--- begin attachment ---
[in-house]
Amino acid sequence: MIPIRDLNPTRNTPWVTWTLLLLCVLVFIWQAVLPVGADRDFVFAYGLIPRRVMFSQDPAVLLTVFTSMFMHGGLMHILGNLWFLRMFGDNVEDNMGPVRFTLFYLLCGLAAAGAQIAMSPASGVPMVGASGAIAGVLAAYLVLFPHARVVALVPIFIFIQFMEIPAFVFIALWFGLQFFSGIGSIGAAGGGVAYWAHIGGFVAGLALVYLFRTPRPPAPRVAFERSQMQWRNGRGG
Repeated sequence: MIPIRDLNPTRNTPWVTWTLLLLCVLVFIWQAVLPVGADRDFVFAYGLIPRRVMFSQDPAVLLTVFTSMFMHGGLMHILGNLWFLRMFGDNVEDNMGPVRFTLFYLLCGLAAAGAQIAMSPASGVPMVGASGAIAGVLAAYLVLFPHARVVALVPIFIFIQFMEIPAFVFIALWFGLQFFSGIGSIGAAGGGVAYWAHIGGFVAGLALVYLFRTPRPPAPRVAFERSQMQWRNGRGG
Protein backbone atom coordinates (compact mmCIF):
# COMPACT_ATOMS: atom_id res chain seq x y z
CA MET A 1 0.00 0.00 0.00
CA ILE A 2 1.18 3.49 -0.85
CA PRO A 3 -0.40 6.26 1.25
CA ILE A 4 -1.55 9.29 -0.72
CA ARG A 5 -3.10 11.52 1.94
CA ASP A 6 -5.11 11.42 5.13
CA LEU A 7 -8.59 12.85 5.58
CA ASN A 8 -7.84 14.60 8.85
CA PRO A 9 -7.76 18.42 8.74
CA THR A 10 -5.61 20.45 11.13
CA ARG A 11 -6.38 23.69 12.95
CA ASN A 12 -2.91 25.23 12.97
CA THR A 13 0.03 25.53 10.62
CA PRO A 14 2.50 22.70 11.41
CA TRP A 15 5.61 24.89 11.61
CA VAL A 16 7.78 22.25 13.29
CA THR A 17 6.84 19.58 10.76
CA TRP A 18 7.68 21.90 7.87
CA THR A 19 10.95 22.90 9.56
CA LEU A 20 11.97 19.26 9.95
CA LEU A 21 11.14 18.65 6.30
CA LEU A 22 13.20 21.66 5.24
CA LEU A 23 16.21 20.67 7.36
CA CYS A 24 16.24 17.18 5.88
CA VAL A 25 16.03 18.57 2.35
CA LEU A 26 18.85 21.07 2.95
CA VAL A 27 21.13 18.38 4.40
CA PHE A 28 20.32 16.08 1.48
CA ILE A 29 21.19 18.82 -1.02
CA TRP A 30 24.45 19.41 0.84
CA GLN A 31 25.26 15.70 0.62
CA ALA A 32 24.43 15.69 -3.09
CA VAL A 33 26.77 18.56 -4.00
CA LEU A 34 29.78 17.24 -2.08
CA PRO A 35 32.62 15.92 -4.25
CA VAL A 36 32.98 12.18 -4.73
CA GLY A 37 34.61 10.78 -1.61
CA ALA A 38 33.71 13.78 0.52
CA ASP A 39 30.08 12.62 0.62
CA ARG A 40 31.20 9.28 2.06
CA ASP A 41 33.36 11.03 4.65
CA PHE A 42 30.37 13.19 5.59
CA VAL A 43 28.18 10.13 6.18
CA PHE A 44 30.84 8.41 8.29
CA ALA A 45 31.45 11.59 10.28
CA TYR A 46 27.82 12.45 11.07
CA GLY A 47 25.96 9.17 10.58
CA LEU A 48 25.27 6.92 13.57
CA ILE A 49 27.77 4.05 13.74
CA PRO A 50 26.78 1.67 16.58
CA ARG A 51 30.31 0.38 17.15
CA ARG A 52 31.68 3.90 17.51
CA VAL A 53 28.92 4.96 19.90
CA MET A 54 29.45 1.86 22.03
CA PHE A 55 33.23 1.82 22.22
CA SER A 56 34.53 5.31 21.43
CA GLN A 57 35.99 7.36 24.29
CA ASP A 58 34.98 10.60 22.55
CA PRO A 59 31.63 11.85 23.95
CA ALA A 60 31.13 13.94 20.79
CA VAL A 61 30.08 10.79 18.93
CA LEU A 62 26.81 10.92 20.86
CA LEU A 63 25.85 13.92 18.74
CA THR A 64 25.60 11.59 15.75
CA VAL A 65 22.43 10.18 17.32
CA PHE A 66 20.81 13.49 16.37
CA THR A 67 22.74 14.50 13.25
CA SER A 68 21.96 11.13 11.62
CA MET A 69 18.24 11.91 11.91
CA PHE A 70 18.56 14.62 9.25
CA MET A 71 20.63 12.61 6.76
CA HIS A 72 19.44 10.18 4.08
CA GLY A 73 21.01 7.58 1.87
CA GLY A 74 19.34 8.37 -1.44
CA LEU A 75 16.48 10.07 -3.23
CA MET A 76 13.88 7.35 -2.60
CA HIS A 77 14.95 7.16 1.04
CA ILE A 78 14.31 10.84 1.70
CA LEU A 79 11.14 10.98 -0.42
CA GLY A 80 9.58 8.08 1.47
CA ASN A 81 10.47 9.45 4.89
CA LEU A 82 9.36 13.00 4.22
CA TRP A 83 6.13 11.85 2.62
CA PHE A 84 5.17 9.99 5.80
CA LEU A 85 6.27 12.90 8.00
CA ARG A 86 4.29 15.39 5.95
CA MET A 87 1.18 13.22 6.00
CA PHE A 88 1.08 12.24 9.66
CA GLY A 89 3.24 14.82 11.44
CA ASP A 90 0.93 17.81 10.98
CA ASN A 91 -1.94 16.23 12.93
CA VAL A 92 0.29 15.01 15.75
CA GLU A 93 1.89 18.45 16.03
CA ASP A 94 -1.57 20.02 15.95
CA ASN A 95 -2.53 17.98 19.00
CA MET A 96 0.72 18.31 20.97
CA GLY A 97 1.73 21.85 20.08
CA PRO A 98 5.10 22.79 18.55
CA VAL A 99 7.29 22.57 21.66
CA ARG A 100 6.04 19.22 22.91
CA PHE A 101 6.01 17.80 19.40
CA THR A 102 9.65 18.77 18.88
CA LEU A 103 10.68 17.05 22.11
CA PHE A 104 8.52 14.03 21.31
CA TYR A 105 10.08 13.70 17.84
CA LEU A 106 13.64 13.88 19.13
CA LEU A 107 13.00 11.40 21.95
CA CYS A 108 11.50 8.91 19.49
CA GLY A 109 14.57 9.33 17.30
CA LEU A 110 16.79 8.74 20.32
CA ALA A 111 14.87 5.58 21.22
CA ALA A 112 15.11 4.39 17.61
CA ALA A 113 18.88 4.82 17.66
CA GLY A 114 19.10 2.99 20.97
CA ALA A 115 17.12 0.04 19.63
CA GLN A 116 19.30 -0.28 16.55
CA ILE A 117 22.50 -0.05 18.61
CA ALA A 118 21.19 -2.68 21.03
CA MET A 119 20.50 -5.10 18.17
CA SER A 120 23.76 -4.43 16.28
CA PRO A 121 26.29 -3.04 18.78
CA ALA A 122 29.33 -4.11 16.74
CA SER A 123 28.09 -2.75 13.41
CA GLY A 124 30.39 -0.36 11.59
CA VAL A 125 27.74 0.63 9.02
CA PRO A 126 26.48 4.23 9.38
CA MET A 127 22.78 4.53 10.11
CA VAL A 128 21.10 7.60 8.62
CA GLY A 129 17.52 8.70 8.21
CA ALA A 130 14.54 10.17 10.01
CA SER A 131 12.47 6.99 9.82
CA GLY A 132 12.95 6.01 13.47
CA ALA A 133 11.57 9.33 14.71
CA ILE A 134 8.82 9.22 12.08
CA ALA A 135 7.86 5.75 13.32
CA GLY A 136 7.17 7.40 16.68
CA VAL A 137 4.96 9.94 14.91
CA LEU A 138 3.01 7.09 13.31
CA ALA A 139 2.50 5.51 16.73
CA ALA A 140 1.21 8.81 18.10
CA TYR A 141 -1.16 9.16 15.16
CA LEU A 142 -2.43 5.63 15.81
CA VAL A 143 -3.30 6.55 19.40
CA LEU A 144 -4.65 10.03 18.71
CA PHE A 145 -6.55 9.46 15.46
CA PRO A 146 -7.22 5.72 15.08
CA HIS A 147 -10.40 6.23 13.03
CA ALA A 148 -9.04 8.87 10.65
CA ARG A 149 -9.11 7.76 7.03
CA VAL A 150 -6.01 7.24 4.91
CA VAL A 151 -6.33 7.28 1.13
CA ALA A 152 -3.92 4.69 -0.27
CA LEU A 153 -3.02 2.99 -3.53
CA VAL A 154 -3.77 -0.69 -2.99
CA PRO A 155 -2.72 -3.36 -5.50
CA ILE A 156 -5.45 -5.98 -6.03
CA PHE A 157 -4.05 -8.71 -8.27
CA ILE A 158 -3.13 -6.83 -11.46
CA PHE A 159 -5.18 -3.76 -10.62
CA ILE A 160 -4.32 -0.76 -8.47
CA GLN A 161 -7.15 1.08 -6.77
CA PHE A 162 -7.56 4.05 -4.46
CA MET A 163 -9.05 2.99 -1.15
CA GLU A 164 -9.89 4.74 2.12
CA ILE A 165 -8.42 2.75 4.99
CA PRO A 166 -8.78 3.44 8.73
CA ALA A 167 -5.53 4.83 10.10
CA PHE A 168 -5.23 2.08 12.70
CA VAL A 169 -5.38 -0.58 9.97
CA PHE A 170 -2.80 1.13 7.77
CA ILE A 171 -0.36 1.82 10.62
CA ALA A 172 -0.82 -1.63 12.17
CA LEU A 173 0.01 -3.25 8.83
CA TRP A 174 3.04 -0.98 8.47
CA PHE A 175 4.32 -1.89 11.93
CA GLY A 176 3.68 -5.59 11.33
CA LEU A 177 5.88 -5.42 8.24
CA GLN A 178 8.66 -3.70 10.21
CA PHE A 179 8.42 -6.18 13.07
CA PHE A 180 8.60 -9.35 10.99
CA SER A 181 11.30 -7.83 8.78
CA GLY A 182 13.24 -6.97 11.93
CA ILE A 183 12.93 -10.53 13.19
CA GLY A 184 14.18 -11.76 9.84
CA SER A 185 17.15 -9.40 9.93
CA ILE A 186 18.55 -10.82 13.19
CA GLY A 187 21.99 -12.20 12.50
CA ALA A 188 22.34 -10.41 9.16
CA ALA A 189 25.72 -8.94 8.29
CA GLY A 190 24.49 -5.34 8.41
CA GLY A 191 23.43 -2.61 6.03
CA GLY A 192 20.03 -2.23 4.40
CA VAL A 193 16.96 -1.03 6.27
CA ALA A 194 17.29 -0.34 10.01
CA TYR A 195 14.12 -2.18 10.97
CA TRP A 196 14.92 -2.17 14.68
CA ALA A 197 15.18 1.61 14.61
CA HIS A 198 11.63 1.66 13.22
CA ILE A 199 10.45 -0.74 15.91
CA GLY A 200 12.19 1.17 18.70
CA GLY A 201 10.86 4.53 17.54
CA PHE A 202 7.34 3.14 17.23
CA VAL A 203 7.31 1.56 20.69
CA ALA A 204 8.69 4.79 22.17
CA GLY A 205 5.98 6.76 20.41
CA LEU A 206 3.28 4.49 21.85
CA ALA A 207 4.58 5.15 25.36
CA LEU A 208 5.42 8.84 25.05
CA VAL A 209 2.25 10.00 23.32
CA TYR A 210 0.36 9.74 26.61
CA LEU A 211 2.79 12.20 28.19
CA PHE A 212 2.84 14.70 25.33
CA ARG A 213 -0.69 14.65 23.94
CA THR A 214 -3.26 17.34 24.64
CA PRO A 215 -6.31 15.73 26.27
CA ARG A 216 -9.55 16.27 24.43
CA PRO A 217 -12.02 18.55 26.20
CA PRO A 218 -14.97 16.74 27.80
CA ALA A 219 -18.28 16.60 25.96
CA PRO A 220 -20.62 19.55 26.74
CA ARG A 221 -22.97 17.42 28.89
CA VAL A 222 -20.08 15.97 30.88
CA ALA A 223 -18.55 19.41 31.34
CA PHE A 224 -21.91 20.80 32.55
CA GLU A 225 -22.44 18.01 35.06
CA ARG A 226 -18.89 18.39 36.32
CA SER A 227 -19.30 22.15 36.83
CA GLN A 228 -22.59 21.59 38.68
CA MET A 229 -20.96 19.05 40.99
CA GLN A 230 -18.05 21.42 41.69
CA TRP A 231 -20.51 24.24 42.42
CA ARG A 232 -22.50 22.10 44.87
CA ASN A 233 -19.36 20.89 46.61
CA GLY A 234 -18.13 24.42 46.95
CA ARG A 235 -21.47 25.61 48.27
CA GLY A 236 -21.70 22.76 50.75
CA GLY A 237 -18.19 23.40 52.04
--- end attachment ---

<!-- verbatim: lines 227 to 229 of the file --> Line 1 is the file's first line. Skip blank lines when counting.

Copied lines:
CA VAL A 222 -20.08 15.97 30.88
CA ALA A 223 -18.55 19.41 31.34
CA PHE A 224 -21.91 20.80 32.55